Pancreatic Cancer in Cats: Signs & Symptoms

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There are few things scarier than cancer. In most cases, it happens without any visible cause. And scarier yet, cancer can take hold long before any symptoms reveal themselves. Pancreatic cancer is one of the deadliest forms of the disease for both humans and cats.

However, if the disease is detected early enough, the prognosis for recovery is good. If your cat has pancreatic cancer, it will be a trying time for you both. But not all is lost. The following information will help you learn about pancreatic cancer in cats, and what your options are for treatment should your cat develop the disease.

What is Pancreatic Cancer?

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The pancreas is an organ that produces digestive enzymes and insulin in the body. It is critical for digestion and maintaining a healthy blood sugar level. The pancreas is a “V-shaped” organ located behind the cat’s stomach, and below the spleen. When malignant tumors, called Carcinomas, develop in the pancreas, cancer is present.

The particular type of Carcinoma in felines is called Adenocarcinoma, and is particularly malignant, and spreads quickly throughout the body, eating away at healthy cells and organs. Not all tumors on the pancreas are malignant, but many are.

Symptoms of Pancreatic Cancer in Cats

Pancreatic cancer takes hold before obvious symptoms reveal themselves, which makes diagnosing the disease early tough. Tumors grow quietly, as your cat shows no symptoms. You may notice, however, a combination of symptoms that seem like normal issues, but taken together could be a signal of pancreatic cancer – including fever, weakness, lethargy, weight loss, digestion issues, abdominal pain, and jaundice.

If your cat’s stomach is bloated and stretched out, even though he is not eating much, it could be a tell-tale sign of a tumor as well. Most of these symptoms are common results of other illnesses, so make sure to keep a close eye on whether they progress.

What Causes Pancreatic Cancer in Cats?

Pancreatic cancer in cats is considered “idiopathic” – which means the cause of the disease is largely unknown. But cancer is more common in older cats – and more common in certain cat breeds and family lines – suggesting that genetics play at least a small part in the incidence of cancer. It’s impossible to know if your cat is susceptible to pancreatic cancer, unless you have a detailed family history that shows cases of the disease.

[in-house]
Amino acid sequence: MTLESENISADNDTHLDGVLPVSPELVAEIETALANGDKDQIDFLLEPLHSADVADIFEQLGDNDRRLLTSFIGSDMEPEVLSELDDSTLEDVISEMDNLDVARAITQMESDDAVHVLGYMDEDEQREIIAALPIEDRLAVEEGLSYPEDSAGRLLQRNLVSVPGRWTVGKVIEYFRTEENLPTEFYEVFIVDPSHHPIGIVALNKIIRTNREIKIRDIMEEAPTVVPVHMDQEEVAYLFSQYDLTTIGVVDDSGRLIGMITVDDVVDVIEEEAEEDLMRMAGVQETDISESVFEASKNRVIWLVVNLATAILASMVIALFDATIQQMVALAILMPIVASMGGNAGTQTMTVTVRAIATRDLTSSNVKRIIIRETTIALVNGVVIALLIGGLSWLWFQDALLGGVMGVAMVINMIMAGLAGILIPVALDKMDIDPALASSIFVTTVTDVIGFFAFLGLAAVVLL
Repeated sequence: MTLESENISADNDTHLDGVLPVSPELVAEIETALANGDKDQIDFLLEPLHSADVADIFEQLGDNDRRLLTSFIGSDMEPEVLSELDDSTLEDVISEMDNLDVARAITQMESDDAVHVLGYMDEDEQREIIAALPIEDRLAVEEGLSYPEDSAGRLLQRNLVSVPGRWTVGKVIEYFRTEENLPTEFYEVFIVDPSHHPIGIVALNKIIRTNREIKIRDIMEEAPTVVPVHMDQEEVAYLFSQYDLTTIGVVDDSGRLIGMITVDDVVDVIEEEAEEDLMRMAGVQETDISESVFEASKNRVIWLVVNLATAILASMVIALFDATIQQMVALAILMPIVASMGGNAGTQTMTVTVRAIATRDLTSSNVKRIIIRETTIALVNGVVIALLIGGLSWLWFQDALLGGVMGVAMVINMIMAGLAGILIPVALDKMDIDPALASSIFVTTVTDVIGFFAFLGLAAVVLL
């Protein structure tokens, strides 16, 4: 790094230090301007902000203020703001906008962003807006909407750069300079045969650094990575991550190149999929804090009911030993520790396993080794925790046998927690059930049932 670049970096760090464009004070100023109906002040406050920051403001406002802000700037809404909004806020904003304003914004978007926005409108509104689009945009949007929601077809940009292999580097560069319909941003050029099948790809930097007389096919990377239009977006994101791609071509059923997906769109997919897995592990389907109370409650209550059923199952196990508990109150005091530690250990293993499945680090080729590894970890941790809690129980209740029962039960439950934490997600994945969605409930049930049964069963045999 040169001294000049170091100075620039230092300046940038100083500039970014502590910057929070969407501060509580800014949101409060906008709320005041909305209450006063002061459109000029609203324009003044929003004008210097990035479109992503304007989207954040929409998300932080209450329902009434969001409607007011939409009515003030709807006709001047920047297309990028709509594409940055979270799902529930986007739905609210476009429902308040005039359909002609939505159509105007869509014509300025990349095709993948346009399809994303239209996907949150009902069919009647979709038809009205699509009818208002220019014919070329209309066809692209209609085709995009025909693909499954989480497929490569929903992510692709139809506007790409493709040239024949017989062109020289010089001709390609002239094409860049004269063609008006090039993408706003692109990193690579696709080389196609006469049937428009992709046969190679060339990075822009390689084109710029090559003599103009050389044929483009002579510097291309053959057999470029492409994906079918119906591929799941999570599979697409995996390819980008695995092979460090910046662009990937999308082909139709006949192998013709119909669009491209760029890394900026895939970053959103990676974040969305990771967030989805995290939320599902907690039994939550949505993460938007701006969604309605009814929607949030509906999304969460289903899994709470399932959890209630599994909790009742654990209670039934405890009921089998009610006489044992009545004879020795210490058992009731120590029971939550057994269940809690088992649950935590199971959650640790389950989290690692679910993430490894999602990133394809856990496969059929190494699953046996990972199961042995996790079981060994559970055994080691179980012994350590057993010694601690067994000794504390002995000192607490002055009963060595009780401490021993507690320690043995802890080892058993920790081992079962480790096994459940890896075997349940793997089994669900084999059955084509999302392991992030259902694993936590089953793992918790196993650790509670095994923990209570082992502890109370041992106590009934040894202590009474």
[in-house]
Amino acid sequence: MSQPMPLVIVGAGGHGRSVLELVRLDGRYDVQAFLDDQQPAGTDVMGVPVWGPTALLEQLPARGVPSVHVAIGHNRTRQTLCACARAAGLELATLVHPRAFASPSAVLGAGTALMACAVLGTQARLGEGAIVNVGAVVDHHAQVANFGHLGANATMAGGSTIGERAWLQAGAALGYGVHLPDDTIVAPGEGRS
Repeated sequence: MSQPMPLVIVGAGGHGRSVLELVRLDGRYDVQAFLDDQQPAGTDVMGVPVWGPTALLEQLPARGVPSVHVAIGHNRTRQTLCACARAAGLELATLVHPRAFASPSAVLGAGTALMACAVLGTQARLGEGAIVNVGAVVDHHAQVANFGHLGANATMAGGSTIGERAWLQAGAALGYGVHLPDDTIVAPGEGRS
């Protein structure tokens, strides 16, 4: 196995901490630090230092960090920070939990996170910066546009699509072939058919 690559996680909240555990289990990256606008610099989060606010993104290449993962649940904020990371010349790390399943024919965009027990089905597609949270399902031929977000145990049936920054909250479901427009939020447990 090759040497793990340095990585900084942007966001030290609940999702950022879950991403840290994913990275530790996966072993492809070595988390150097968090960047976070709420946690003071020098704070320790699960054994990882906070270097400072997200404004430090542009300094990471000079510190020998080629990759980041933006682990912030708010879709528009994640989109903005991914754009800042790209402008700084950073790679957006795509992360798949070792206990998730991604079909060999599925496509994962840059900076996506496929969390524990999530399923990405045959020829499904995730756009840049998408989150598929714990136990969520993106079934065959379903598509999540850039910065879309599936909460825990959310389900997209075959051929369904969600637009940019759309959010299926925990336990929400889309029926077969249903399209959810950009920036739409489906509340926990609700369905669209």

How is Feline Pancreatic Cancer Diagnosed?

If you suspect your cat may have pancreatic cancer, schedule an immediate appointment with your vet. To diagnose the disease, your vet will begin with a physical exam to detect any pain, swelling, or lumps in your cat’s abdomen.

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After the physical examination, a series of lab tests will be ordered to test blood profiles and blood counts. A urinalysis will also be ordered, as well as a lipase count – which is an enzyme released by the pancreas.

Your vet will also perform abdominal radiographs to determine if there are masses and tumors. Once a diagnosis is given, the next step is determining what treatment is appropriate.

Treatment Options for Pancreatic Cancer in Cats

Once your cat is diagnosed with pancreatic cancer, the immediate treatment is to surgically remove the tumor. If the tumor is in its early stages, your vet may be able to remove the cancerous cells entirely. However, malignant tumors grow quickly and there’s a good chance the cancer has spread to other parts of the body.

Other common cancer treatments, like radiation and chemotherapy, are ineffective for feline pancreatic cancer. If the cancer has spread throughout your cat’s body, the prognosis for survival is, unfortunately, not good.

Comfort Your Cat

When your cat is diagnosed with pancreatic cancer, the emotional impact can be overwhelming. But the best thing you can do for your cat is make sure he is comfortable and happy as he deals with this terrible disease. Do your best to stay strong, and work with your vet to determine the course of action that is best for your cat.

If the prognosis for survival is not good, do everything you can to make sure your cat’s suffering is minimal, and that he can find moments of enjoyment with you before he passes over.

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